These License Plates Got the Highest Bids in Colorado's Cannabis Vanity Plate Auction
People bid as much as $6,630 for plates such as "Stash".
Colorado officials recently found a way to give residents a chance to show their support for legal weed while also contributing to an important cause. It involved an auction of vanity license plates.
In the same way that Florida raised money for programs to save the manatees and Arizona raised money to fund first responders, Colorado used the popularity of cannabis to raise funds for the Colorado Disability Funding Committee.
The committee works to "maximize support for new and innovative programs" that lead to a better quality of life and more independence for Colorado's disability community. The committee also assists people with disabilities in obtaining or retaining their benefits.
Coloradans responded to the program in a big way. The recently concluded online auction raised thousands for the committee. "Colorado is proud of our creativity and ingenuity. We've been a leader in the cannabis space for over a decade, and this effort allows us to fund critical projects and programs in our disability community," Gov. Jared Polis said.
Tale of the plates
Bidding on the cannabis specialty plates ran from April 13 to April 20 (in honor of the unofficial 420 holiday). People who won the auction buy a novelty plate and "retain the exclusive rights to use the configuration on their Colorado license plate at a later date," according to the release from Polis' office.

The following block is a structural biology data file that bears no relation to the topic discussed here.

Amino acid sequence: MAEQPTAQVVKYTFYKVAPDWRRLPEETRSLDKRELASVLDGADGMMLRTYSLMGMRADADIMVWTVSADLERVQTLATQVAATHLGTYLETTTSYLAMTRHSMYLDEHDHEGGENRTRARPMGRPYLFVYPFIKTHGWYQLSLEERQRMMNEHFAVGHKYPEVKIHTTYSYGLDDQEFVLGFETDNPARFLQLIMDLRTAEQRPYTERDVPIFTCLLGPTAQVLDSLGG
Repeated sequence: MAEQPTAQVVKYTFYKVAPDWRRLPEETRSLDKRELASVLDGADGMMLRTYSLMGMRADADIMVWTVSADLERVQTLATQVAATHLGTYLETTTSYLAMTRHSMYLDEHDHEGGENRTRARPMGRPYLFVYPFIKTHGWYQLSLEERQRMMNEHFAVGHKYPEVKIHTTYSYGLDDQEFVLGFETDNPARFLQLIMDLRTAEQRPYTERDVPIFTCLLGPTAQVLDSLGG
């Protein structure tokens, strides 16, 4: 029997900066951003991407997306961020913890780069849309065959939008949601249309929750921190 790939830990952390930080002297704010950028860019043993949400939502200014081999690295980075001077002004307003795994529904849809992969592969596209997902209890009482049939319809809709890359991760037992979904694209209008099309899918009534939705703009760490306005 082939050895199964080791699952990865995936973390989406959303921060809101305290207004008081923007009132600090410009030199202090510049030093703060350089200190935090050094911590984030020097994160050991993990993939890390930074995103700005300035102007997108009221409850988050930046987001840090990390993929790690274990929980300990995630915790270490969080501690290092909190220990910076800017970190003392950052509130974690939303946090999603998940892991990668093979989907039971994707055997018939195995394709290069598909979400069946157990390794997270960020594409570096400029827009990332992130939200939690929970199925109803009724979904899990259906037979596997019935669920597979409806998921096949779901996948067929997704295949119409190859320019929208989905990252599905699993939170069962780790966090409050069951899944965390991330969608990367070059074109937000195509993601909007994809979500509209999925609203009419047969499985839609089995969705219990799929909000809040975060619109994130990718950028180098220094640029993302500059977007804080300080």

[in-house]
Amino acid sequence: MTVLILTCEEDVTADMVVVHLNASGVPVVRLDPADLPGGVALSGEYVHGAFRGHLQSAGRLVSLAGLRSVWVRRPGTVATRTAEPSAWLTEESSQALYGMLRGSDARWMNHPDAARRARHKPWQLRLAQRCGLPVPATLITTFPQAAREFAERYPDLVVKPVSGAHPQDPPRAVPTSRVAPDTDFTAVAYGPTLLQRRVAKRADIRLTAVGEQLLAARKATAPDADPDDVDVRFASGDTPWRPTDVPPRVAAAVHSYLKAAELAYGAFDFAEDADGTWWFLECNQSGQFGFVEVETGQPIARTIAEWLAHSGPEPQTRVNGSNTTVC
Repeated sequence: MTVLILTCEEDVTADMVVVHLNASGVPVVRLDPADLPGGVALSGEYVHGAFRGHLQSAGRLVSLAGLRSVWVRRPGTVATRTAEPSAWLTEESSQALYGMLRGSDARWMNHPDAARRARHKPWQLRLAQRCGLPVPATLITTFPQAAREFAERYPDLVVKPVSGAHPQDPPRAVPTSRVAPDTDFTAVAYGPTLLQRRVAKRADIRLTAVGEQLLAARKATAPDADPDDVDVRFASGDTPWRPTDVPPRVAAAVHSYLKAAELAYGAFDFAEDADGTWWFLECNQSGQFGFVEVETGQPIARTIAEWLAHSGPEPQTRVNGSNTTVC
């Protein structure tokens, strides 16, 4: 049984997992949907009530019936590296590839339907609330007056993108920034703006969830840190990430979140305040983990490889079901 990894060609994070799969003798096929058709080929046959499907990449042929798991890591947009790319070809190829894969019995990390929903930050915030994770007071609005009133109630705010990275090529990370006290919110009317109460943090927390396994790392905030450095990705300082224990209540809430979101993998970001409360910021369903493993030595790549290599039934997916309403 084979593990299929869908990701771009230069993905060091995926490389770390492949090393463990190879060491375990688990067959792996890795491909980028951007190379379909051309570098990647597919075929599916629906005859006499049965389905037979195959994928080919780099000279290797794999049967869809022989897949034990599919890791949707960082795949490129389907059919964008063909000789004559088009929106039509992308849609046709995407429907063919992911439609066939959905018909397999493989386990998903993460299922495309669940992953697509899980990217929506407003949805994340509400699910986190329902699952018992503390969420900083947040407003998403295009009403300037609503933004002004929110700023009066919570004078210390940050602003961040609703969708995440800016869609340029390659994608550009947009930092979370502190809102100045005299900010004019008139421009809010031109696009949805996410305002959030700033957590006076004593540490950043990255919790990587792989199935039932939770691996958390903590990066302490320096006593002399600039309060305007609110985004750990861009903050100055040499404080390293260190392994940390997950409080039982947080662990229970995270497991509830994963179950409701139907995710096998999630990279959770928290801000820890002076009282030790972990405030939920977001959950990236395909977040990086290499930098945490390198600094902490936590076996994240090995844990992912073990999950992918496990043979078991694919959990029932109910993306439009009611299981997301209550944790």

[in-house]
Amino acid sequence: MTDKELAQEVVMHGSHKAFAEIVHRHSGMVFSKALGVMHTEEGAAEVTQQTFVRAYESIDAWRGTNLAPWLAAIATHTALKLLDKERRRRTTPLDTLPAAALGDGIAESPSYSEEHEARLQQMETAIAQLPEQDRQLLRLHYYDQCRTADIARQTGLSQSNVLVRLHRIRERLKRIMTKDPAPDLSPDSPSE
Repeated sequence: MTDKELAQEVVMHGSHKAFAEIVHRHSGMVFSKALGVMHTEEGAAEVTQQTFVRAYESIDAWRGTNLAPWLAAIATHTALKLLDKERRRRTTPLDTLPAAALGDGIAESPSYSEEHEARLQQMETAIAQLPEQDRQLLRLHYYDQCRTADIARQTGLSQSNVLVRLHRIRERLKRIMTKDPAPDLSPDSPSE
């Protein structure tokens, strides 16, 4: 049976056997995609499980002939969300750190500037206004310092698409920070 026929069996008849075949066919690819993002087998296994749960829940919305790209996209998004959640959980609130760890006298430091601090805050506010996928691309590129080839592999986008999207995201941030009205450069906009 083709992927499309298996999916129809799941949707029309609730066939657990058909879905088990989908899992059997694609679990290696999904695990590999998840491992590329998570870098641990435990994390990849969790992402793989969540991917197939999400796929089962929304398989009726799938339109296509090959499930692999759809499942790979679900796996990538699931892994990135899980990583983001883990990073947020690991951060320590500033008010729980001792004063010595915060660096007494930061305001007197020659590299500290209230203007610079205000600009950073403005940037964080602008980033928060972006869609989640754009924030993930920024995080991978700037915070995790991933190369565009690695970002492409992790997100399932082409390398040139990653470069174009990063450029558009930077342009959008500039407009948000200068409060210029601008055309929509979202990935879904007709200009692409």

Colorado residents had 14 different choices for a cannabis plate. Here are the plates and the highest bid for each, according to the auction site.
- ISIT420 - $6,630
- TEGRIDY - $4,930 (this refers to a fictional, Colorado-based cannabis farm in “South Park”)
- BONG - $3,890
- GREEN - $3,510
- GANJA - $3,500
- HONEY - $3,450
- HAPPY - $3010
- HERB - $2,800
- INDICA - $2,710
- HEMP - $2,510
- HASH - $2,500
- SATIVA - $2,210
- GOTWAX - $1,890
- STASH - $1,860
If you're in Colorado and missed out on the auction, no worries. The state plans to do another cannabis vanity plate auction in 2022.
Colorado has used cannabis money to fund public projects from the start.
The license plate auction is not the first time Colorado officials have leveraged widespread support for legal cannabis to help pay for public projects. The initial referendum approved by voters that legalized cannabis in 2012 included provisions to use marijuana tax dollars to fund public projects.
Those projects included building new schools, funding agricultural operations, and a stop bullying program.
Other money also funded a program to lower school dropouts and provide funding for an Early Literacy Competitive Grant Program.
Other states, such as Illinois, are using money raised from marijuana taxes to help pay down the state's debt.